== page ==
Everything just tastes better when it comes with a story. My mission has always been to help our guests and consumers discover and understand the difference between the taste and the flavor of something. Taste is what is immediately recognized, while the flavor component is what you connect with emotionally and intellectually, not just physically. A glass of wine can taste so much better if you know the story of the vineyard behind it. There is a richness of flavor that comes with each background of a product or dish or book, knowing each community that makes it happen. At bottega, we strive to make every diner’s experience great. It’s not just about what’s on the plate but what happens before the dishes are even created—the ingredients, the techniques, and then how it is served. Every business I am involved with shares that need to tell its story, including the business of who I am and why cooking and food is so important to me. Even the story of the evolution of Napa Valley—how each chapter of this amazing area unfolds is so crucial to understanding the whole picture of what we do and why we do it. And so this magazine brings together all the components that make up my life, and how they work together to create the family that I now share with you. —Michael Chiarello
Many chefs will point to family as a major influence on their culinary careers, but Chef Michael Chiarello takes it to a new level. “Although I was born and raised in central California, my passion for Italian cooking comes from my mother, who taught me the Calabrian traditions of food and family. As a kid, a lot of the time I spent with her revolved around cooking— not only picking fresh vegetables in the garden, canning and preserving, but also interacting with what I call our extended family—the local butchers, cheesemakers, and ranchers. These experiences are an integral part of me and continue to shape who I am today.”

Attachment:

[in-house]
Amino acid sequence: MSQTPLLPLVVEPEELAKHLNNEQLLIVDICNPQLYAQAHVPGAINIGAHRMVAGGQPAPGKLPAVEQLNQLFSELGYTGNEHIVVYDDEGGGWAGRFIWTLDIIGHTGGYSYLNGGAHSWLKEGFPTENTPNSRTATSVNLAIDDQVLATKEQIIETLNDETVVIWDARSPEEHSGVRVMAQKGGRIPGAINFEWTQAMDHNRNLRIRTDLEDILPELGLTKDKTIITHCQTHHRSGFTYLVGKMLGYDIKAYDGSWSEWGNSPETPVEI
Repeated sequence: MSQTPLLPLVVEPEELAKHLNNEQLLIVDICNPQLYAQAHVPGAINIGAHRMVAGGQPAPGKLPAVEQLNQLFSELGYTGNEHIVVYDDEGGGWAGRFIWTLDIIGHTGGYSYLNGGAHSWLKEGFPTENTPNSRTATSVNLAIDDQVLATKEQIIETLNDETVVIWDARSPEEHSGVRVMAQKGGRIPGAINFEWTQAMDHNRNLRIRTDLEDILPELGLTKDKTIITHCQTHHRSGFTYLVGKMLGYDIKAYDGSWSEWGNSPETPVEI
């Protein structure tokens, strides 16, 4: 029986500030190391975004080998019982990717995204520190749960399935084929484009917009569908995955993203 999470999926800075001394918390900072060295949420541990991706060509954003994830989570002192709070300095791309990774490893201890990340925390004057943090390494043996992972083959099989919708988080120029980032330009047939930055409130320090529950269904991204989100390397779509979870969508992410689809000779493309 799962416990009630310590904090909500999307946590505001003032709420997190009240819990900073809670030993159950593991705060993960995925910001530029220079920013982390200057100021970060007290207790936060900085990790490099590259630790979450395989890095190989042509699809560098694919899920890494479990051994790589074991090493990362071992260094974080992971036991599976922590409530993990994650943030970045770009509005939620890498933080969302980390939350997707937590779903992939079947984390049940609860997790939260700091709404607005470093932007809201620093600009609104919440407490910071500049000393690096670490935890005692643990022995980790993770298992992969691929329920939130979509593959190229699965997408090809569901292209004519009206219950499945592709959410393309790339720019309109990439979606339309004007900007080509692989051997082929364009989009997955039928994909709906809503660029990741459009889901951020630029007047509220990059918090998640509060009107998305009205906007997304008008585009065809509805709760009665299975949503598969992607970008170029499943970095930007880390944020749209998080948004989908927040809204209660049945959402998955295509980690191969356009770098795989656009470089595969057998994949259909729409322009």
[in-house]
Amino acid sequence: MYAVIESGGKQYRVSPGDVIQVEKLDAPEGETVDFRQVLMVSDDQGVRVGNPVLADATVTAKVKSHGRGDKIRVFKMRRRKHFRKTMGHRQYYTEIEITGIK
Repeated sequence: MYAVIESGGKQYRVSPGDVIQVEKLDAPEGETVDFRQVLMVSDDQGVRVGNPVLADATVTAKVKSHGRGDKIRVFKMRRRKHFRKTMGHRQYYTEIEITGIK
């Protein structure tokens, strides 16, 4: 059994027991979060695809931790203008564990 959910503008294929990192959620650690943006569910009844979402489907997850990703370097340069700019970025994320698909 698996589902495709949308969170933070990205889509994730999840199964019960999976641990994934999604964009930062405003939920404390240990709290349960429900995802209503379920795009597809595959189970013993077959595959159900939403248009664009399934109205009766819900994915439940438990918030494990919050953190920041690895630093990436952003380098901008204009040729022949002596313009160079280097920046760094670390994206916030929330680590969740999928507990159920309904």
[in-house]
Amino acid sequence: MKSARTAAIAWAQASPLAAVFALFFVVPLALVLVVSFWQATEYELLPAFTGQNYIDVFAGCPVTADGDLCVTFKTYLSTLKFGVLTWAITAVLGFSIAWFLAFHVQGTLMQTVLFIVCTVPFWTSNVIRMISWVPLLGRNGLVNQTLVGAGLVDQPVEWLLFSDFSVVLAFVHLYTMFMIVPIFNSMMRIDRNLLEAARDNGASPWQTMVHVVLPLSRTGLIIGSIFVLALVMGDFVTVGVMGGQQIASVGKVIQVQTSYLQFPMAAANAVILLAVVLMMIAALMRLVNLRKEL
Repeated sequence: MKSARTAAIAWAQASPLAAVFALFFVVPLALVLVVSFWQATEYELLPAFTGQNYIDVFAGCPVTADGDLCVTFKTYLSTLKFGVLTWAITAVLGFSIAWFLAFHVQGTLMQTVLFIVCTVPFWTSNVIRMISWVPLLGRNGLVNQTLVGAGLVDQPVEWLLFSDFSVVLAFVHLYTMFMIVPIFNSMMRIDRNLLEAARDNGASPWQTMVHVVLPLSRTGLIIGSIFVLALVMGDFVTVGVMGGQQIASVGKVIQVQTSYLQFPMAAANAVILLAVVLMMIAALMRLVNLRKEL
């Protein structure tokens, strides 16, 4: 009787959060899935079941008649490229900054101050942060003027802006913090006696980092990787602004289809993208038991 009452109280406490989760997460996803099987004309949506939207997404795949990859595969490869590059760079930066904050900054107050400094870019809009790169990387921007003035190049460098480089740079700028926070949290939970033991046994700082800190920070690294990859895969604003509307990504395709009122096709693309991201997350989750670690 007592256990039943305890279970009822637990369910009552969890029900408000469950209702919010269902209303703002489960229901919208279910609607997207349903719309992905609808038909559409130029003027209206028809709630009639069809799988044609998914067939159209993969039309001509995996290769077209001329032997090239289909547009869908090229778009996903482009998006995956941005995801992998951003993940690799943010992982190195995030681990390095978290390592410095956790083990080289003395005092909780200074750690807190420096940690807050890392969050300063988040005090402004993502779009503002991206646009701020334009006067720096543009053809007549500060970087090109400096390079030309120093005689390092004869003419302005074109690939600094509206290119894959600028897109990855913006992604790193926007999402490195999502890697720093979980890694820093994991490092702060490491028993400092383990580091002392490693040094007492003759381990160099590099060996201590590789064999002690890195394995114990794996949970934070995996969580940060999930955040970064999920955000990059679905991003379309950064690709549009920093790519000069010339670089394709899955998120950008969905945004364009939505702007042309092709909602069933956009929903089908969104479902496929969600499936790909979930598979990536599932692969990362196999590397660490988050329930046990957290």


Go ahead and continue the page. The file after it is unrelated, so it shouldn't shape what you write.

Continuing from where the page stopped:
Now with four children of his own, three daughters and a young son, food remains an intimate part of all their lives—so much so that his youngest daughter, Giana, recently announced that she wanted to be a chef and this fall is preparing to enter the Culinary Institute of America, where Chiarello was recently named 2011 Alumni of the Year. (He is a CIA graduate of 1982 and was the recipient of their Chef of the Year Award in 1995.)
While all of his children might not be involved directly in the industry, they each weigh heavily on Chiarello’s culinary mind. In fact, he named the different parcels of Chiarello Family Vineyards after them and his wife, Eileen, according to how each varietal reflects their unique personalities.
Chiarello’s roots are now firmly planted in Napa Valley soil. This is his home, the place he has raised his family and cultivated his grapes and his clientele. It is where it all came together: his passion for a food-centric life in a place with abundant like-minded artisans to feed his soul and his business. “Something magical happens when you come to Napa Valley, in the way you receive information. When you get out of a big city like Los Angeles or New York, you can really exhale and inhale something new and fresh. Your receptors open up to things you can’t get at home.” And part of the experience that he offers through all of his businesses is that of enjoying Napa Valley and everything it has to offer.
“I really believe Napa Valley is not a monoculture: it is not just about wine. There’s life beyond the glass. In fact, now it’s even more than food and wine; it’s about other passionate enjoyments too, like filmmaking.” As the Napa Valley story continues to grow, with a Napa Valley Film Festival debuting in November, Chiarello is happy to lend his support to making it a success. Napa Valley might be his home, but he has no problem making everyone feel like family.